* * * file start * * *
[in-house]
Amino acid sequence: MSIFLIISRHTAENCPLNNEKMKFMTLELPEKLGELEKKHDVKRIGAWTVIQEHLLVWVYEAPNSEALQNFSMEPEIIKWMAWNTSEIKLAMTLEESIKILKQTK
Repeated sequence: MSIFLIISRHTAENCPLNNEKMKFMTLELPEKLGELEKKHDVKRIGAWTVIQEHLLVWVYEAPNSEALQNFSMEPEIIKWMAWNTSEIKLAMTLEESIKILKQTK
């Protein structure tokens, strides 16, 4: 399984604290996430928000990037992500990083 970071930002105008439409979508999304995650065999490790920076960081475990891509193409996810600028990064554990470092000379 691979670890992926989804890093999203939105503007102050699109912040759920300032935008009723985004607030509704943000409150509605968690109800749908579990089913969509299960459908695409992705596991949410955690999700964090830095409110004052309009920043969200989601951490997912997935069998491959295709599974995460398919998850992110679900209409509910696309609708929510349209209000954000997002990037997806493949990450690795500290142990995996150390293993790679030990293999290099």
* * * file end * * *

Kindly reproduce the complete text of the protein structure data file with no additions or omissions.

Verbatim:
[in-house]
Amino acid sequence: MSIFLIISRHTAENCPLNNEKMKFMTLELPEKLGELEKKHDVKRIGAWTVIQEHLLVWVYEAPNSEALQNFSMEPEIIKWMAWNTSEIKLAMTLEESIKILKQTK
Repeated sequence: MSIFLIISRHTAENCPLNNEKMKFMTLELPEKLGELEKKHDVKRIGAWTVIQEHLLVWVYEAPNSEALQNFSMEPEIIKWMAWNTSEIKLAMTLEESIKILKQTK
């Protein structure tokens, strides 16, 4: 399984604290996430928000990037992500990083 970071930002105008439409979508999304995650065999490790920076960081475990891509193409996810600028990064554990470092000379 691979670890992926989804890093999203939105503007102050699109912040759920300032935008009723985004607030509704943000409150509605968690109800749908579990089913969509299960459908695409992705596991949410955690999700964090830095409110004052309009920043969200989601951490997912997935069998491959295709599974995460398919998850992110679900209409509910696309609708929510349209209000954000997002990037997806493949990450690795500290142990995996150390293993790679030990293999290099």